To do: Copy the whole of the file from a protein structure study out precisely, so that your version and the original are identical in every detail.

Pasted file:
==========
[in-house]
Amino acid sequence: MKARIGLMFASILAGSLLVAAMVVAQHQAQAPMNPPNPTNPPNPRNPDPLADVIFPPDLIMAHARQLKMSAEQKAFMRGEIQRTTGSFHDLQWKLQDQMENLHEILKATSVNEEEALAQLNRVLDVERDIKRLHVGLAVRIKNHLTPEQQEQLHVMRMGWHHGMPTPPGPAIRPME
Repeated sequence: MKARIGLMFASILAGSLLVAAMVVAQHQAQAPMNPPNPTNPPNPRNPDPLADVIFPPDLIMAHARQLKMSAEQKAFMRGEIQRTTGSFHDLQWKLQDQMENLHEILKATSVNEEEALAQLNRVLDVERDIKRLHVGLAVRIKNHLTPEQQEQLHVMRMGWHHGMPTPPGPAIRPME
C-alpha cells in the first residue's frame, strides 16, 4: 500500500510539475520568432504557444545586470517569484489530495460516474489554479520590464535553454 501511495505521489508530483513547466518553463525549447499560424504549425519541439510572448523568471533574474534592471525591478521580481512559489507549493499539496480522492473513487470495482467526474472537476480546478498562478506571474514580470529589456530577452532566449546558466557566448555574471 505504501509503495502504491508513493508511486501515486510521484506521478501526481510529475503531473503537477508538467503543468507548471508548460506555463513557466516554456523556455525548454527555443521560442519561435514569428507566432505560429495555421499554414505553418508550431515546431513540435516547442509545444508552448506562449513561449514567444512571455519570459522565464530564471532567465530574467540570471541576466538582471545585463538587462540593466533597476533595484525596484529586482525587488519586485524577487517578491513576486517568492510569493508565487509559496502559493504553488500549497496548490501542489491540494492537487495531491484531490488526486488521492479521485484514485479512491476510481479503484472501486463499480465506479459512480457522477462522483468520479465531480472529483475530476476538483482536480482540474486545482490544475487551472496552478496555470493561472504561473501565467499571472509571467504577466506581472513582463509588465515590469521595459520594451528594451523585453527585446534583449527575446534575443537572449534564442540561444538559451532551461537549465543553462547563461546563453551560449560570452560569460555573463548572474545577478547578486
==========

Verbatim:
[in-house]
Amino acid sequence: MKARIGLMFASILAGSLLVAAMVVAQHQAQAPMNPPNPTNPPNPRNPDPLADVIFPPDLIMAHARQLKMSAEQKAFMRGEIQRTTGSFHDLQWKLQDQMENLHEILKATSVNEEEALAQLNRVLDVERDIKRLHVGLAVRIKNHLTPEQQEQLHVMRMGWHHGMPTPPGPAIRPME
Repeated sequence: MKARIGLMFASILAGSLLVAAMVVAQHQAQAPMNPPNPTNPPNPRNPDPLADVIFPPDLIMAHARQLKMSAEQKAFMRGEIQRTTGSFHDLQWKLQDQMENLHEILKATSVNEEEALAQLNRVLDVERDIKRLHVGLAVRIKNHLTPEQQEQLHVMRMGWHHGMPTPPGPAIRPME
C-alpha cells in the first residue's frame, strides 16, 4: 500500500510539475520568432504557444545586470517569484489530495460516474489554479520590464535553454 501511495505521489508530483513547466518553463525549447499560424504549425519541439510572448523568471533574474534592471525591478521580481512559489507549493499539496480522492473513487470495482467526474472537476480546478498562478506571474514580470529589456530577452532566449546558466557566448555574471 505504501509503495502504491508513493508511486501515486510521484506521478501526481510529475503531473503537477508538467503543468507548471508548460506555463513557466516554456523556455525548454527555443521560442519561435514569428507566432505560429495555421499554414505553418508550431515546431513540435516547442509545444508552448506562449513561449514567444512571455519570459522565464530564471532567465530574467540570471541576466538582471545585463538587462540593466533597476533595484525596484529586482525587488519586485524577487517578491513576486517568492510569493508565487509559496502559493504553488500549497496548490501542489491540494492537487495531491484531490488526486488521492479521485484514485479512491476510481479503484472501486463499480465506479459512480457522477462522483468520479465531480472529483475530476476538483482536480482540474486545482490544475487551472496552478496555470493561472504561473501565467499571472509571467504577466506581472513582463509588465515590469521595459520594451528594451523585453527585446534583449527575446534575443537572449534564442540561444538559451532551461537549465543553462547563461546563453551560449560570452560569460555573463548572474545577478547578486